In his most recent book, A Place in Time, Wendell Berry writes, "But it is possible, even so, to look back with a certain fondness to a time when the sounds of engines were not almost constant in the sky, on the roads, and in the fields. Our descendants may know such a time again when the petroleum is all burnt. How they will fare then will depend on the neighborly wisdom, the love for the place and its genius, and the skills that they may manage to revive between now and then." In my farming career - and in my life - I've tried (and generally failed) to articulate this perspective. Rather than reflecting a sense of nostalgia for the "good old days" (which didn't exist when people were living through them), Berry's statement suggests a real need to pay attention to our past, to our land and to our neighbors.
When we farmed vegetables (which we haven't done for several years now), we tried to convert our system for turning the soil and cultivating our crops to animal power - mules, specifically. My efforts were not based on a wish that I'd been born in an earlier era; rather, I farmed (and logged) with mules because I felt that these skills would be necessary again - probably within my lifetime. Without petroleum, I was (and am) convinced that we'll need to relearn this system of farming. After all, farmers who use horses and mules rather than tractors can grow their own fuel and put the "exhaust" to good use in building soil fertility!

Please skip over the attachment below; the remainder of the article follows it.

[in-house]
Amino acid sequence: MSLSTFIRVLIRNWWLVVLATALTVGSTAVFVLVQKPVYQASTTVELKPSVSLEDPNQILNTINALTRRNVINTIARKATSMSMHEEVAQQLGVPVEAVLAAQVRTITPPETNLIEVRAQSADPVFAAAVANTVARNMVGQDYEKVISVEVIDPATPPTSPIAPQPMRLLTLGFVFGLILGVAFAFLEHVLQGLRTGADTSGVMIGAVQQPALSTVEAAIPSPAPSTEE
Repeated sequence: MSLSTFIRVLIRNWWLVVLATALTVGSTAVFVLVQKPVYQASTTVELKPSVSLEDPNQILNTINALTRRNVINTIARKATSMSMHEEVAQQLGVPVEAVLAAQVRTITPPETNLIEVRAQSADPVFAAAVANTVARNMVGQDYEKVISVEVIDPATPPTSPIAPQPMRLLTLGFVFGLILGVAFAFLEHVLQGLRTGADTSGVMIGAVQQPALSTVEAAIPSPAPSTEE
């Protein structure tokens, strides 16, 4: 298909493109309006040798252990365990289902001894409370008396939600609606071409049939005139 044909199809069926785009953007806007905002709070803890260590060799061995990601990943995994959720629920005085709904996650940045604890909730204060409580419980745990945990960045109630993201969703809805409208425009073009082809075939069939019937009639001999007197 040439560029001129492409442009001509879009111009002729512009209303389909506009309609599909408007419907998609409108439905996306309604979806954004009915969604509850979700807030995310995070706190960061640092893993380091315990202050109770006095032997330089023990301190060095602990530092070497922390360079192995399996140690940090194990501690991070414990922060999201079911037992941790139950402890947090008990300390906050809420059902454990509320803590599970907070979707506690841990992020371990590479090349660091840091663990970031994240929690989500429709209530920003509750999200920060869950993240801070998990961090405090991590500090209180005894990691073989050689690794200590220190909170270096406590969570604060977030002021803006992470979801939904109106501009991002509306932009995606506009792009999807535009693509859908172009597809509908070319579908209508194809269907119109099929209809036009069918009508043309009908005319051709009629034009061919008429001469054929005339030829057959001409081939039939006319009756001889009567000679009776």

Presently, our agricultural focus has turned to sheep. While I find some new technologies helpful - like electric fencing, computers and smart phones - I've found that my profitability is improved when I learn skills and approaches to sheep-raising that have existed for thousands of years - skills like herding and walking!
After reading this passage from A Place in Time earlier this month, I've thought about it frequently - mostly as I was building electric fence and walking my sheep from property to property. I think Berry has articulated three interrelated approaches to farming that I've tried to adopt in my own work and life.
In the fictional farming community of Port William, Kentucky, Berry talks of a "membership" - the individuals within the community belong to one another and to the land. As I grow older, I find myself seeking - and often finding - that I am part of a membership that values our collective attempts to make a living from the land. This membership doesn't include all of Auburn, obviously, but it does include the small portion of rural Auburn where we graze our sheep. I've learned a tremendous amount from folks that have lived here much longer than I have - people like Pat Shanley, who has lived all of his 92+ years just west of Auburn. Folks like Bud and Jean Allender, who are also native to this place - and people like Betty and Carrie Samson, who've been here long enough to be native, too! In each of these cases, and in others, people have shared their lifelong connection with the land and with a way of living on it that have helped me learn how to be.
Neighborly wisdom, however, is not monopolized by people that have been here their entire lives. Rich and Peggy Beltramo, who have been our landlords longer than anyone, have shared their wisdom. Roger Ingram, my friend and our farm advisor - along with his colleague Cindy Fake - are wise neighbors by this definition. Other farmers - Allen Edwards, Alan Haight, Bob Roan, Claudia Smith, Steve Pilz - are part of this membership, as well, as are my parents.